On this 20th day of lent, tell us: how are you experiencing God’s goodness in the surrendering?
As we shared on Ash Wednesday, these forty days are not just a “grin and bear it” or “pray harder” season. These forty days represent an opportunity to build a life of abiding and developing the posture of surrendering that forges our relationship with Christ every day.
Practically speaking, these last 20 days may have been easy, hard or, honestly, you may have completely forgotten about your intentions. But it’s important to remember that behavior change is not the goal here. Resting in the hope of the life that is to come as we surrender to God is the end pursuit. So let’s encourage one another with a look at Christ’s model of surrender—and all that it can have in store for us.
At first pass, when we think of Good Friday and Easter, it’s hard to ignore the hard parts, where Jesus’ surrender brought Him to the cross. He even protested it, asking the Father if this “cup” could be taken from Him. Most of us may not be able to relate with the end result of death; but there are times in surrender that the final destination, if not the journey to get there, is pretty painful.
But here’s the key: He endured because of the joy that was set before Him. (Hebrews 12:2)
For years before His death, Jesus’ surrendered life led Him through ministry that fulfilled the very promises God made for His life and the lives of those He interacted with. His commitment to do what the Father told Him to do meant He experienced the joys and sorrows of being human. Every moment brought an opportunity to rely on the Father for guidance, maintaining likeness of mind and heart.
This ministry brought trial in surrender. He was tempted, betrayed, endured physical pain, and faced emotional strife. Through our human lens, the goodness of this story doesn’t jump out at us right away. And at times in life, it feels the same for our story. Surrender may feel harsh, silent, confusing, or unfair. It may feel like He is disciplining us so we might better understand how we can live to experience the life He has for us. It may mean dealing with the consequences of sin, spiritual opposition, or the enemy leading us in a wrong direction.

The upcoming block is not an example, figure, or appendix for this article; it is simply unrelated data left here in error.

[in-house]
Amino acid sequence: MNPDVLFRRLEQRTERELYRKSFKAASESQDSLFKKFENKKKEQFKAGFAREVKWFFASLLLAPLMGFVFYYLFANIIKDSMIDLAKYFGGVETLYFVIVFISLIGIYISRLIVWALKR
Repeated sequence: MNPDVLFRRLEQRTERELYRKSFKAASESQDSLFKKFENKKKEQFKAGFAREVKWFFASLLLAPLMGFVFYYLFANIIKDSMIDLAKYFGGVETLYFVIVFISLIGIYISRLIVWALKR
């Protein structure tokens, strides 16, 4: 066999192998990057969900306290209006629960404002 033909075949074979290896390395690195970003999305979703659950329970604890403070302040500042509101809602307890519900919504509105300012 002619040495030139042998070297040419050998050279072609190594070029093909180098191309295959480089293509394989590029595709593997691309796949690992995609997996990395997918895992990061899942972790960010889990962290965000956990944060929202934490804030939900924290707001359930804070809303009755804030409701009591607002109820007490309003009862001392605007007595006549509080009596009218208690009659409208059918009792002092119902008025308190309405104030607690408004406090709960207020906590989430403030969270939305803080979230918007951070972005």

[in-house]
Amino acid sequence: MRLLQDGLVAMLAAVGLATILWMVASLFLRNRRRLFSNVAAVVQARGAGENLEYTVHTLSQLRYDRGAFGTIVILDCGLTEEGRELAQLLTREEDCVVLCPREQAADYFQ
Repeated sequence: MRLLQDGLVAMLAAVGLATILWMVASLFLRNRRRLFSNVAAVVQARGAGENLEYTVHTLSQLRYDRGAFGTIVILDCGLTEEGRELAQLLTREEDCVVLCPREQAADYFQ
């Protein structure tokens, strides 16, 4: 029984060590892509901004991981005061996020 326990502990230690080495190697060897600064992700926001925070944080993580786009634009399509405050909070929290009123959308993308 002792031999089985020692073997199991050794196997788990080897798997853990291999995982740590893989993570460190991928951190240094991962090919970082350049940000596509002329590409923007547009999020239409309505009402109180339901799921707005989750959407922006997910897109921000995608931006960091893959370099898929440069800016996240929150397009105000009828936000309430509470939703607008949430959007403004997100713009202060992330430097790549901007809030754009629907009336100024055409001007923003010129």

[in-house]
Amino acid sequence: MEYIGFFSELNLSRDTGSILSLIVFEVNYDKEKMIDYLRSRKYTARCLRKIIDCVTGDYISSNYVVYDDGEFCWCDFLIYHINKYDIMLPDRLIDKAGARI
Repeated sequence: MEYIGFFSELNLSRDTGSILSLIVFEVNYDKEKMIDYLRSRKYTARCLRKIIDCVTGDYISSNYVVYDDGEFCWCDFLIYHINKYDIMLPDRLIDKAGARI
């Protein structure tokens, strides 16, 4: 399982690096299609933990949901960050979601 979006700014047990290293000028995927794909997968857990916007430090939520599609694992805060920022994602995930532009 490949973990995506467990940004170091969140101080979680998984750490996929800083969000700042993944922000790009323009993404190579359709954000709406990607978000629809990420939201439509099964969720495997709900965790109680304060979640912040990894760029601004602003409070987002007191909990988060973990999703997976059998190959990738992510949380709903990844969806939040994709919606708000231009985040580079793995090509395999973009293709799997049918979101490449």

In those times—which are possibly happening even as you read this—be reminded of Peter’s words: “. . . after you have suffered a little while, the God of all grace, who has called you to his eternal glory in Christ, will himself restore, confirm, strengthen, and establish you.” 1 Peter 5:10 (ESV)
This is the kind of surrender God has for us. Relationship building. Trust forming. Joy producing. And even a renewing rest in trials.
So, what is God leading you through in these twenty days so far? What are you expectant for Him to bring you through today and in the coming few weeks? Whether it’s good or hard or silent, talk to Him about that. And listen for His response . . . what is He saying through scripture, through circumstances, through your community? These questions might help you and your family reflect together:
- Where has God been present, active, vocal, or otherwise a part of my 20 days of surrender so far?
- How is He using those interactions to demonstrate His goodness to me? Either assuring me or challenging me?
- Where am I still relying on myself rather than surrendering to God?
- What can I do (or not do) in these next 20 days to continue to live in that goodness?
In the meantime, we leave you with a few verses for the few weeks left in Lent.
Romans 5:3-5 encourages us toward hope through perseverance.
Psalm 22 takes us to remember God’s hand in life even when He feels far off.
Proverbs 3:5-6 reminds us of God’s wisdom.
And the story of Joseph and his brothers, in Genesis 50, casts a purposeful light of God’s goodness through what feels unfair.
As we move toward Easter, we are closer to celebrating the great surrender of forgiveness, and we will talk about that during Easter week. There is purpose in being called through this life with open hands. We’re with you in these next 20 days of focus on surrender.